Using Catlab, you can create, manipulate, serialize, and visualize *wiring
diagrams*, also known as string
diagrams. The flexible data
structure for wiring diagrams allows arbitrary data to be attached to boxes,
ports, and wires, and supports recursively nested diagrams.

You can interact with wiring diagrams using two different progamming interfaces:

**Categorical**: A high-level, functional interface expressed in terms of categorical concepts, such as composition (`compose`

), monoidal products (`otimes`

), duplication (`mcopy`

), and deletion (`delete`

).**Imperative**: A lower-level, mutating interface to directly manipulate boxes, ports, and wires, via operations like adding boxes (`add_box`

) and wires (`add_wire`

).

In this notebook, we introduce both interfaces. We do not explicitly cover the visualization API, although for illustrative purposes we will draw wiring diagrams using Graphviz. Thus, you should install Graphviz if you wish to run this notebook.

In [1]:

```
using Catlab.WiringDiagrams
using Catlab.Graphics
import Catlab.Graphics: Graphviz
show_diagram(d::WiringDiagram) = to_graphviz(d,
orientation=LeftToRight,
labels=true, label_attr=:xlabel,
node_attrs=Graphviz.Attributes(
:fontname => "Courier",
),
edge_attrs=Graphviz.Attributes(
:fontname => "Courier",
)
)
```

Out[1]:

show_diagram (generic function with 1 method)

The basic building blocks of a wiring diagram are boxes, ports, and wires. The
top-level data structure is `WiringDiagram`

, defined in the module
`Catlab.WiringDiagrams`

. A wiring diagram consists of boxes (usually of type
`Box`

) connected by wires (of type `Wire`

). Each box has a sequence of input
ports and a sequence of output ports, as does the wiring diagram itself. The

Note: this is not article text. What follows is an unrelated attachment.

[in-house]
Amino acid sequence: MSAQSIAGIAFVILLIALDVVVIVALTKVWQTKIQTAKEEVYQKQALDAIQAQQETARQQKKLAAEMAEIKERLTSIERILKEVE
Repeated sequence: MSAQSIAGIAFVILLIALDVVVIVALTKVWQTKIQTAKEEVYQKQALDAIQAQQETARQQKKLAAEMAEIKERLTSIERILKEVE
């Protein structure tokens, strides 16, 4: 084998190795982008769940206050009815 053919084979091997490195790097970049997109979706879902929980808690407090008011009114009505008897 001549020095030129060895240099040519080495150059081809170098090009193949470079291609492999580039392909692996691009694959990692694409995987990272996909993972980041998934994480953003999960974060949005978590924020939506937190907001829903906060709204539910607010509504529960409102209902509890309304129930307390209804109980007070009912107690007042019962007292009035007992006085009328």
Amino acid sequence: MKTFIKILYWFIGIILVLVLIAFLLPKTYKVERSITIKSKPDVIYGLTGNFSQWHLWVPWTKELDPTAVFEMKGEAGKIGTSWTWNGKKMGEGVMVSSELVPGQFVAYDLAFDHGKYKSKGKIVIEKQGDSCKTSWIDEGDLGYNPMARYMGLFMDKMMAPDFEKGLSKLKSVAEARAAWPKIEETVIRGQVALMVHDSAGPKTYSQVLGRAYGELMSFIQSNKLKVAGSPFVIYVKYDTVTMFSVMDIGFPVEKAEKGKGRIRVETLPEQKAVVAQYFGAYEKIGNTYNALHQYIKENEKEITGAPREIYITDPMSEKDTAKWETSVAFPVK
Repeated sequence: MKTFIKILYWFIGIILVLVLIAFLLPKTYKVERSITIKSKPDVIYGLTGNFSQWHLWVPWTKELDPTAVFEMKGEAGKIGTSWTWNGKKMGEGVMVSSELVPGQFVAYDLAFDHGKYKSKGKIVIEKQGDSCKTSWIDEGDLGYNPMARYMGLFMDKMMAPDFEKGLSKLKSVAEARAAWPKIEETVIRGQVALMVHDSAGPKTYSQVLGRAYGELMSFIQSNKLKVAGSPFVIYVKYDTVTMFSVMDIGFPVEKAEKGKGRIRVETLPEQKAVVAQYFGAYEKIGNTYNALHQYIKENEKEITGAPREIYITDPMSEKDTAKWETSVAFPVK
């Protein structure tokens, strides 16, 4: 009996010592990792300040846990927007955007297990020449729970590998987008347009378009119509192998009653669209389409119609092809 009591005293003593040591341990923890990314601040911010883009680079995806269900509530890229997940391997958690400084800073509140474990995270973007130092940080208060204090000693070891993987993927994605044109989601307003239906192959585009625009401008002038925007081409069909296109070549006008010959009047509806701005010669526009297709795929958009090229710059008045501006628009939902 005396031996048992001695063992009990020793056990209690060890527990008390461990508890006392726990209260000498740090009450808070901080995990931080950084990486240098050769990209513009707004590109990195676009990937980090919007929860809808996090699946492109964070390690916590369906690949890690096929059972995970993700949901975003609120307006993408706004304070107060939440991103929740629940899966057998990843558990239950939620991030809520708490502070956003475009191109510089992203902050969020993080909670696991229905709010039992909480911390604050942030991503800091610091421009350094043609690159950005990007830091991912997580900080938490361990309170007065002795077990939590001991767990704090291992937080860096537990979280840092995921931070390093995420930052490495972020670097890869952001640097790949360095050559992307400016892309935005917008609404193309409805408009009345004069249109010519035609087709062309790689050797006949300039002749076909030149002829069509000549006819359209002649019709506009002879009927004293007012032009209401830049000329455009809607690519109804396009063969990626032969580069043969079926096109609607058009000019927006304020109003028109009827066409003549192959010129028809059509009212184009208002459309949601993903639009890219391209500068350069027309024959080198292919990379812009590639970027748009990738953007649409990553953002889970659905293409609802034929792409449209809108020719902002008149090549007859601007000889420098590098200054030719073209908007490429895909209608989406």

wires have sources and targets, both of which consist of a box and a port on
that box.

The boxes in a wiring diagram are indexed by integer IDs. Boxes can be
retrieved by ID, and wires refer to boxes using their IDs. Two special IDs,
obtained by `input_id`

and `output_id`

methods, refer to the inputs and
outputs of the diagram itself. In this way, wires can connect the (inner)
boxes of a diagram to the diagram's "outer box".

The `WiringDiagram`

data structure is an elaborate wrapper around a directed
graph from Graphs.jl.
The underlying `DiGraph`

object can be accessed using the `graph`

method. The
vertices of this graph are exactly the box IDs. The graph should never be
mutated directly, on pain of creating inconsistent state, but it does allow
convenient access to the large array of graph algorithms supported by Graphs.

All this is somewhat abstract but should become clearer as we see concrete examples.

In this example, the wiring diagrams will carry symbolic expressions (of type
`Catlab.ObExpr`

and `Catlab.HomExpr`

).

In [2]:

```
using Catlab.Theories
A, B, C, D = Ob(FreeBiproductCategory, :A, :B, :C, :D)
f = Hom(:f, A, B)
g = Hom(:g, B, C)
h = Hom(:h, C, D)
f
```

Out[2]:

$f : A \to B$